=============
Full List
Original1: 3200
Original2: 3234
ConcurrentDictionary1: 3391
ConcurrentDictionary2: 2681
AsParallel1: 3776
AsParallel2: 2389
AsParallel3: 2155
``````

Here is code:

``````class Program
{
static void Main(string[] args)
{
const int listSize = 3000000;
var rnd = new Random();
var randomList = Enumerable.Range(1, listSize).OrderBy(e => rnd.Next()).ToList();

// the code that you want to measure comes here

Console.WriteLine(randomList.Count);
Console.WriteLine("MaxOccurrences only");

Test(randomList, MaxOccurrences1);
Test(randomList, MaxOccurrences2);

Console.WriteLine("=============");
Console.WriteLine("Full List");
Test(randomList, Original1);
Test(randomList, Original2);
Test(randomList, AsParallel1);
Test(randomList, AsParallel2);
Test(randomList, AsParallel3);

}

private static void Test(List<int> data, Action<List<int>> method)
{
var watch = System.Diagnostics.Stopwatch.StartNew();
method(data);
watch.Stop();
Console.WriteLine(\$"{method.Method.Name}: {watch.ElapsedMilliseconds}");
}
private static void Original1(List<int> integers)
{
integers?.GroupBy(number => number)
.OrderByDescending(group => group.Count())
.Select(k => new NumberCount(k.Key, k.Count()))
.ToList();
}

private static void Original2(List<int> integers)
{
integers?.GroupBy(number => number)
.Select(k => new NumberCount(k.Key, k.Count()))
.OrderByDescending(x => x.Occurrences)
.ToList();
}

private static void AsParallel1(List<int> integers)
{
integers?.GroupBy(number => number)
.AsParallel() //each group will be count by a CPU unit
.Select(k => new NumberCount(k.Key, k.Count())) //Grap result, before sort
.OrderByDescending(x => x.Occurrences) //sort after result
.ToList();
}

private static void AsParallel2(List<int> integers)
{
integers?.AsParallel()
.GroupBy(number => number)
.Select(k => new
{
Key = k.Key,
Occurrences = k.Count()
}) //Grap result, before sort
.OrderByDescending(x => x.Occurrences) //sort after result
.ToList();
}

private static void AsParallel3(List<int> integers)
{
integers?.AsParallel()
.GroupBy(number => number)
.Select(k => new NumberCount(k.Key, k.Count())) //Grap result, before sort
.OrderByDescending(x => x.Occurrences) //sort after result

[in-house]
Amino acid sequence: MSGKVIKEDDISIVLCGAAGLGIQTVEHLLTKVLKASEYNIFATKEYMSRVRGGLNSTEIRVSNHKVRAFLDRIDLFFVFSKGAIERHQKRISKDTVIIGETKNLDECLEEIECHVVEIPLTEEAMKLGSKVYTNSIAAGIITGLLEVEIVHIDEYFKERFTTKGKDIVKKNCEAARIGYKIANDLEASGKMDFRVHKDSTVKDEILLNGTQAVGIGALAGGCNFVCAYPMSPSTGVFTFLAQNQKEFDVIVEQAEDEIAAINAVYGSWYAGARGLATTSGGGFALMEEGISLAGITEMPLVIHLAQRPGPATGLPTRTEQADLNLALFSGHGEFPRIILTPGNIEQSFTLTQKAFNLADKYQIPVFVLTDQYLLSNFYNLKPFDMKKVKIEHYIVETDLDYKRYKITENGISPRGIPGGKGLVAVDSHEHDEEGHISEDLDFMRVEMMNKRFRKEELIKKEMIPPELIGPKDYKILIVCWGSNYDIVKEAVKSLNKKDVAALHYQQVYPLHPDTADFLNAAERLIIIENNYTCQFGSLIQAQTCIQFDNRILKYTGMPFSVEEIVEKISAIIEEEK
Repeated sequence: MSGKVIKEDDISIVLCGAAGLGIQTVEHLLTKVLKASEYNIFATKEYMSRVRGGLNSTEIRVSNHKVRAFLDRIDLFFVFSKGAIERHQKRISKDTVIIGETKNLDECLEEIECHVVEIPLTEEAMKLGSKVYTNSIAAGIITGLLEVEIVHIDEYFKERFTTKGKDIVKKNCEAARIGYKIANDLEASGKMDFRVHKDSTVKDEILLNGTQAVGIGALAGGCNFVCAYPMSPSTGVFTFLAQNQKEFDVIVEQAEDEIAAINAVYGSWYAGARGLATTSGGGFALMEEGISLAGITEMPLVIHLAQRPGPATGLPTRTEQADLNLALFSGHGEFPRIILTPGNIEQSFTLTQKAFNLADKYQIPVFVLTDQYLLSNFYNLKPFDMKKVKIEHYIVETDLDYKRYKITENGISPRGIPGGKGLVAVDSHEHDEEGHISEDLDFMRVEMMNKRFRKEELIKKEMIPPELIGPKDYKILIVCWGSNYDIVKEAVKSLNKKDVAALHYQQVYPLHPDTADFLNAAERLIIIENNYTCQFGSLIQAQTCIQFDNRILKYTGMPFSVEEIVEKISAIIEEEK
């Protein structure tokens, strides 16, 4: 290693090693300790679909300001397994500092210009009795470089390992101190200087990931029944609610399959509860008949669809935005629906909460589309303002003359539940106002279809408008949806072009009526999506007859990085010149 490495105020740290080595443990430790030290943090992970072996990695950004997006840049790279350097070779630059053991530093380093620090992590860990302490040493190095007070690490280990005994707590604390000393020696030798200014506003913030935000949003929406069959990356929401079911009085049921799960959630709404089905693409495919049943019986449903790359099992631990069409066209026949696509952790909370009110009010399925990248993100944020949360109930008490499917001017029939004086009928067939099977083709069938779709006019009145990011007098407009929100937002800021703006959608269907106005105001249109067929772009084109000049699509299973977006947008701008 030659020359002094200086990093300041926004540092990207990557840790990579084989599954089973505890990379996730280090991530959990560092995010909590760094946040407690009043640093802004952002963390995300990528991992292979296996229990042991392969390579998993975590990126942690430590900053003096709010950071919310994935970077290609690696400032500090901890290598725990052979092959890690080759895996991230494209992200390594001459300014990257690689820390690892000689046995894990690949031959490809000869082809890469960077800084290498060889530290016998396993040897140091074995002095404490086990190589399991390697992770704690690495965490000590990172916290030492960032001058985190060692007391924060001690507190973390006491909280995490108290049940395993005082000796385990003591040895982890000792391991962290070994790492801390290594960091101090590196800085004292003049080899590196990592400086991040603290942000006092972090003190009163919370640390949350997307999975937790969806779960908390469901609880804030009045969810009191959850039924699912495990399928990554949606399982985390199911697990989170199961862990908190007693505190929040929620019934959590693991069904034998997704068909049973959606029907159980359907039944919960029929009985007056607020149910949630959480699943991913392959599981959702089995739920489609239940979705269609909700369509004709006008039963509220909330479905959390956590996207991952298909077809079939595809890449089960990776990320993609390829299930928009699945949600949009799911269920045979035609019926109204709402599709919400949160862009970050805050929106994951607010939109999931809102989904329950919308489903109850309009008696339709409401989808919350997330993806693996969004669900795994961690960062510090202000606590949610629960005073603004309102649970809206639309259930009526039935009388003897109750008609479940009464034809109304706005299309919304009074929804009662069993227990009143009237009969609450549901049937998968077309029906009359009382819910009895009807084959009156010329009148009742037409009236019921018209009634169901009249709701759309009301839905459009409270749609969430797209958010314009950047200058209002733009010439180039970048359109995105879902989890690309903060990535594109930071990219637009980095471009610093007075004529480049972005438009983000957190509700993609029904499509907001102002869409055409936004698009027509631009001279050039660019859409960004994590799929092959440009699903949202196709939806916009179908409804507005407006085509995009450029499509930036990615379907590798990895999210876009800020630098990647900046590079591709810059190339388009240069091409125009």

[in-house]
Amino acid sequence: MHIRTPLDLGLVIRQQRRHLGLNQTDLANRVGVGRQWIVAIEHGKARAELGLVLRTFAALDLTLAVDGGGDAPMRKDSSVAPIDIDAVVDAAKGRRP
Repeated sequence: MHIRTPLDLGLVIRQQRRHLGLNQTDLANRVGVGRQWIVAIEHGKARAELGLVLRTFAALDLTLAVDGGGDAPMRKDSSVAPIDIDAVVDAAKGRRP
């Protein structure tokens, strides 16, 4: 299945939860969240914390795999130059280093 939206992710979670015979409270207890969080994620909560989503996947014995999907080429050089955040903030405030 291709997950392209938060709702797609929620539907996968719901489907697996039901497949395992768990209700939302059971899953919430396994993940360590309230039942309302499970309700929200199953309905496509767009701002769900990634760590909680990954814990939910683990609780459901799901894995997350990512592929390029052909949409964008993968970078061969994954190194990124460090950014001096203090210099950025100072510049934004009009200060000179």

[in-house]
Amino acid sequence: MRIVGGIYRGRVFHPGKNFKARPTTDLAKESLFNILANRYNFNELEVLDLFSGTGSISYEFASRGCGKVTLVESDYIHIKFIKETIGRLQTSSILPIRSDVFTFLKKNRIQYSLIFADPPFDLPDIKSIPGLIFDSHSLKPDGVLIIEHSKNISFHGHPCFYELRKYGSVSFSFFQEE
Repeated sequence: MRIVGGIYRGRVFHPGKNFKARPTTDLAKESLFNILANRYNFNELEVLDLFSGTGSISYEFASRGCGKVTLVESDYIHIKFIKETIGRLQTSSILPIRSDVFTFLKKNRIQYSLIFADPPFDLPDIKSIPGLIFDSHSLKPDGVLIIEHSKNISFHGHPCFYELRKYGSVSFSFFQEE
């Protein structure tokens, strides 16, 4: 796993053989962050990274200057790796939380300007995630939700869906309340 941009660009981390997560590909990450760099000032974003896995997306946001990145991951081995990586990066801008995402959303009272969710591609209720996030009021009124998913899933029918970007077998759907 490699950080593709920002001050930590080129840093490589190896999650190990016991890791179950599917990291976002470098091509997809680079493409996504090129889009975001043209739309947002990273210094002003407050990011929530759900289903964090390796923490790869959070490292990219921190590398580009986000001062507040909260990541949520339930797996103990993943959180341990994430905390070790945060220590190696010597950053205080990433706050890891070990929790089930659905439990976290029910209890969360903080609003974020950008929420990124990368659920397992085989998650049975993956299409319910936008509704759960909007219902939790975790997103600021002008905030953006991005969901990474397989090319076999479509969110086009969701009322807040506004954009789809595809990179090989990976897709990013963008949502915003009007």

.ToList();
}

private static void MaxOccurrences1(List<int> integers)
{
integers?.AsParallel()
.GroupBy(number => number)
.GroupBy(x => x.Count())
.OrderByDescending(x => x.Key)
.FirstOrDefault()?
.ToList()
.Select(k => new NumberCount(k.Key, k.Count()))
.ToList();
}

private static void MaxOccurrences2(List<int> integers)
{
integers?.AsParallel()
.GroupBy(x => x)//group numbers, key is number, count is count
.Select(k => new NumberCount(k.Key, k.Count()))
.GroupBy(x => x.Occurrences)//group by Occurrences, key is Occurrences, value is result
.OrderByDescending(x => x.Key) //sort
.FirstOrDefault()? //the first one is result
.ToList();
}
private static void ConcurrentDictionary1(List<int> integers)
{
ConcurrentDictionary<int, int> result = new ConcurrentDictionary<int, int>();

integers?.ForEach(x => { result.AddOrUpdate(x, 1, (key, old) => old + 1); });

result.OrderByDescending(x => x.Value).ToList();
}
private static void ConcurrentDictionary2(List<int> integers)
{
ConcurrentDictionary<int, int> result = new ConcurrentDictionary<int, int>();

integers?.AsParallel().ForAll(x => { result.AddOrUpdate(x, 1, (key, old) => old + 1); });

result.OrderByDescending(x => x.Value).ToList();
}

}
public class NumberCount
{
public int Value;
public int Occurrences;

public NumberCount(int value, int occurrences)
{
Value = value;
Occurrences = occurrences;
}
}
``````
• For example, {1,1,2,2,2,3,3,3} should return 2 and 3 and specify 3 occurrences of each. – Random User Aug 10 at 15:43
• @RandomUser answer updated – Dongdong Aug 10 at 18:16

So far, Netmage's is the fastest I've found. The only thing I have been able to make that can beat it (at least with a valid range of 1 to 500,000,000) will only work with arrays ranging from 1 to 500,000,000 or smaller in value on my computer because I only have 8 GB of RAM. This prevents me from testing it with the full 1 to int.MaxValue range and I suspect it will fall behind in terms of speed at that size as it appears to struggle more and more with larger ranges. It uses the values as indexes and the value at those indexes as the occurrences. With 6 million randomly generated positive 16 bit integers, it is about 20 times as fast as my original method with both in Release Mode. It is only about 1.6 times as fast with 32 bit integers ranging from 1 to 500,000,000.

``````    private static List<NumberCount> findMostCommon(List<int> integers)
{

int[] mostCommon = new int[_Max];

int max = 0;
for (int i = 1; i < integers.Count; i++)
{
int iValue = integers[i];
mostCommon[iValue]++;
int intVal = mostCommon[iValue];
if (intVal > 1)
{
if (intVal > max)
{
max++;
}
else if (intVal == max)
{
}
}
}

answers.Add(new NumberCount(0, -100)); // This -100 Occurrecnces value signifies that all values are equal.

``````if (list.Count < sizeLimit)
• replace `int[] mostCommon = new int[_Max];` with `Dictionary<int, int> mostCommon = new Dictionary<int, int>();`, change `mostCommon[iValue]++;` to `if(!mostCommon.ContainsKey(iValue)) { mostCommon[iValue] = 1; } else { mostCommon[iValue]++; }` – Dongdong Aug 14 at 16:44